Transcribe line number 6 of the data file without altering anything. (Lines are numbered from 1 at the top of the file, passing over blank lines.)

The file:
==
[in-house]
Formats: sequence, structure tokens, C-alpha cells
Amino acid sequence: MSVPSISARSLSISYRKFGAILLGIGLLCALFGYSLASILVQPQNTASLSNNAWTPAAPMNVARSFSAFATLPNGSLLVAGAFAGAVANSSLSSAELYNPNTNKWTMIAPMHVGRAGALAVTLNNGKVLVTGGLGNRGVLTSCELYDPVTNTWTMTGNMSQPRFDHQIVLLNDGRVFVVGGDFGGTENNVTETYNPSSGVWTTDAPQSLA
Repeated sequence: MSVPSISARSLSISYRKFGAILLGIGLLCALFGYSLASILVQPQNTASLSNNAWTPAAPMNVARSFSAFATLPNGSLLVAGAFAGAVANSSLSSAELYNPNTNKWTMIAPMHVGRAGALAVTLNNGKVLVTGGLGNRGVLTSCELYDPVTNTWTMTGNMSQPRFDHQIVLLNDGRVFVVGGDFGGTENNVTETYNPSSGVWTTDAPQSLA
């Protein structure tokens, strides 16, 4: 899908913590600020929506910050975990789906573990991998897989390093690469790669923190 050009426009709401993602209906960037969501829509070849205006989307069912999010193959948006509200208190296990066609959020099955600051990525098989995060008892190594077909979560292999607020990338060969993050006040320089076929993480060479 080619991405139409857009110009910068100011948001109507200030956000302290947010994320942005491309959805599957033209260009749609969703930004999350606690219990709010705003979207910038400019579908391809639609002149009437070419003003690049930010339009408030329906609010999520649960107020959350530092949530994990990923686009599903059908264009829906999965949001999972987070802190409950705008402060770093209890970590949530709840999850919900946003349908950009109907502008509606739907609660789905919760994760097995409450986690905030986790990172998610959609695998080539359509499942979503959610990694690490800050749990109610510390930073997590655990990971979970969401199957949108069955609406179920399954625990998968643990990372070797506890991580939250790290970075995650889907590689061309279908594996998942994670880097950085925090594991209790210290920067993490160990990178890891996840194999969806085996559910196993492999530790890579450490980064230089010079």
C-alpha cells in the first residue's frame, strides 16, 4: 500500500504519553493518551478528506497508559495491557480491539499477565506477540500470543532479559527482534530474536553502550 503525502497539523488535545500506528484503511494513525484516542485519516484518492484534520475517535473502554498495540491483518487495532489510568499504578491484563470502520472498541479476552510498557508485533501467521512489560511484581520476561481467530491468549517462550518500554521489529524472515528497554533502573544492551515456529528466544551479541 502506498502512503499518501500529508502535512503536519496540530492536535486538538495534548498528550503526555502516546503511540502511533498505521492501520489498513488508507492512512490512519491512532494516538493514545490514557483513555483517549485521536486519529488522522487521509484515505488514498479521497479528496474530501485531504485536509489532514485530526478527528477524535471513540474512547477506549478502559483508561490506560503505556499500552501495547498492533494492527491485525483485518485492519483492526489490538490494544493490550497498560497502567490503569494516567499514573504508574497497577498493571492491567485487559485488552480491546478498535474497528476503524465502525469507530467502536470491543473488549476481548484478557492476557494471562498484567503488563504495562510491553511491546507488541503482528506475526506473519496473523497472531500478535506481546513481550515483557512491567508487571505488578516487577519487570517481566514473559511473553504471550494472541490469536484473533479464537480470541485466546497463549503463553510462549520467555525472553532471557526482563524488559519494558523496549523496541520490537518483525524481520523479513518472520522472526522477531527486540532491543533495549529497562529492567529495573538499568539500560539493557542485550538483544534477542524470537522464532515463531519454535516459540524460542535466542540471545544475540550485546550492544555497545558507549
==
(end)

C-alpha cells in the first residue's frame, strides 16, 4: 500500500504519553493518551478528506497508559495491557480491539499477565506477540500470543532479559527482534530474536553502550 503525502497539523488535545500506528484503511494513525484516542485519516484518492484534520475517535473502554498495540491483518487495532489510568499504578491484563470502520472498541479476552510498557508485533501467521512489560511484581520476561481467530491468549517462550518500554521489529524472515528497554533502573544492551515456529528466544551479541 502506498502512503499518501500529508502535512503536519496540530492536535486538538495534548498528550503526555502516546503511540502511533498505521492501520489498513488508507492512512490512519491512532494516538493514545490514557483513555483517549485521536486519529488522522487521509484515505488514498479521497479528496474530501485531504485536509489532514485530526478527528477524535471513540474512547477506549478502559483508561490506560503505556499500552501495547498492533494492527491485525483485518485492519483492526489490538490494544493490550497498560497502567490503569494516567499514573504508574497497577498493571492491567485487559485488552480491546478498535474497528476503524465502525469507530467502536470491543473488549476481548484478557492476557494471562498484567503488563504495562510491553511491546507488541503482528506475526506473519496473523497472531500478535506481546513481550515483557512491567508487571505488578516487577519487570517481566514473559511473553504471550494472541490469536484473533479464537480470541485466546497463549503463553510462549520467555525472553532471557526482563524488559519494558523496549523496541520490537518483525524481520523479513518472520522472526522477531527486540532491543533495549529497562529492567529495573538499568539500560539493557542485550538483544534477542524470537522464532515463531519454535516459540524460542535466542540471545544475540550485546550492544555497545558507549